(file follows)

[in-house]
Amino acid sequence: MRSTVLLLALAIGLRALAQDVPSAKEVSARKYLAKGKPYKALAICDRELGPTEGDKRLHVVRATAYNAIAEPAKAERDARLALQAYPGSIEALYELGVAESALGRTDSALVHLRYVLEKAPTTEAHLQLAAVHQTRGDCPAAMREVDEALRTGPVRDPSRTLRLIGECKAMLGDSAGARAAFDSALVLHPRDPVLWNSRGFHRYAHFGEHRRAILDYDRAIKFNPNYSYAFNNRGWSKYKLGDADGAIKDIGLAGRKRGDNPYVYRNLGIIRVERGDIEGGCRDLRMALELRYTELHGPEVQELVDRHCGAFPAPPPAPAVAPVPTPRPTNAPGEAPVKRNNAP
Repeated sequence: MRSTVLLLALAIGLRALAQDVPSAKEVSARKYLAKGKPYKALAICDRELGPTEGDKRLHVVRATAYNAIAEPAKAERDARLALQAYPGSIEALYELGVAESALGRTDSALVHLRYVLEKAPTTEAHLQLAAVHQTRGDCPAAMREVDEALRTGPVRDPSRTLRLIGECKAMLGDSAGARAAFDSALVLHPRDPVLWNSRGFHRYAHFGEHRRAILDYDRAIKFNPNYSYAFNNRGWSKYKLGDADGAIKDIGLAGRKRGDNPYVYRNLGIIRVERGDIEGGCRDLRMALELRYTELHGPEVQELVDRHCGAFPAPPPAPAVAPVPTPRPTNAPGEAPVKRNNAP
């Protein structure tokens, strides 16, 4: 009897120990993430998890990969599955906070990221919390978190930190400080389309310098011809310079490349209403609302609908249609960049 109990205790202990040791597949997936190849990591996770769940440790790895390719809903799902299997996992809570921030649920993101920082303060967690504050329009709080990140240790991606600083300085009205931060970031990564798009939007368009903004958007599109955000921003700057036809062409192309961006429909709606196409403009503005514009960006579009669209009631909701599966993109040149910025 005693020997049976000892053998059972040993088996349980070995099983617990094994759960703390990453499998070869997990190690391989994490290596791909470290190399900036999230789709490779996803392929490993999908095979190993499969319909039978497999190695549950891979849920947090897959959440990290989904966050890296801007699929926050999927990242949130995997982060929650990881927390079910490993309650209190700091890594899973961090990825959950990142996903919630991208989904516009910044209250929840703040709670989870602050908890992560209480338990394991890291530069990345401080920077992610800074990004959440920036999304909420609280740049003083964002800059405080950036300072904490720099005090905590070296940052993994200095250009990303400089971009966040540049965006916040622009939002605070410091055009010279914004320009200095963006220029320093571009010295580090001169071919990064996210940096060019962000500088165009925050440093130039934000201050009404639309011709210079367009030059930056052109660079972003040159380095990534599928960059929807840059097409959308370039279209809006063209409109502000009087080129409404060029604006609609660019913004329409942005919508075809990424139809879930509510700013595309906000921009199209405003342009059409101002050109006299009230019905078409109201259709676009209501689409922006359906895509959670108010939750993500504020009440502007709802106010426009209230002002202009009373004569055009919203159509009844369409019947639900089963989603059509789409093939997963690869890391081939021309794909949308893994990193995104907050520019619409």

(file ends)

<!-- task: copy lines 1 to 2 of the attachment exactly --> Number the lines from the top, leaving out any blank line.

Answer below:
[in-house]
Amino acid sequence: MRSTVLLLALAIGLRALAQDVPSAKEVSARKYLAKGKPYKALAICDRELGPTEGDKRLHVVRATAYNAIAEPAKAERDARLALQAYPGSIEALYELGVAESALGRTDSALVHLRYVLEKAPTTEAHLQLAAVHQTRGDCPAAMREVDEALRTGPVRDPSRTLRLIGECKAMLGDSAGARAAFDSALVLHPRDPVLWNSRGFHRYAHFGEHRRAILDYDRAIKFNPNYSYAFNNRGWSKYKLGDADGAIKDIGLAGRKRGDNPYVYRNLGIIRVERGDIEGGCRDLRMALELRYTELHGPEVQELVDRHCGAFPAPPPAPAVAPVPTPRPTNAPGEAPVKRNNAP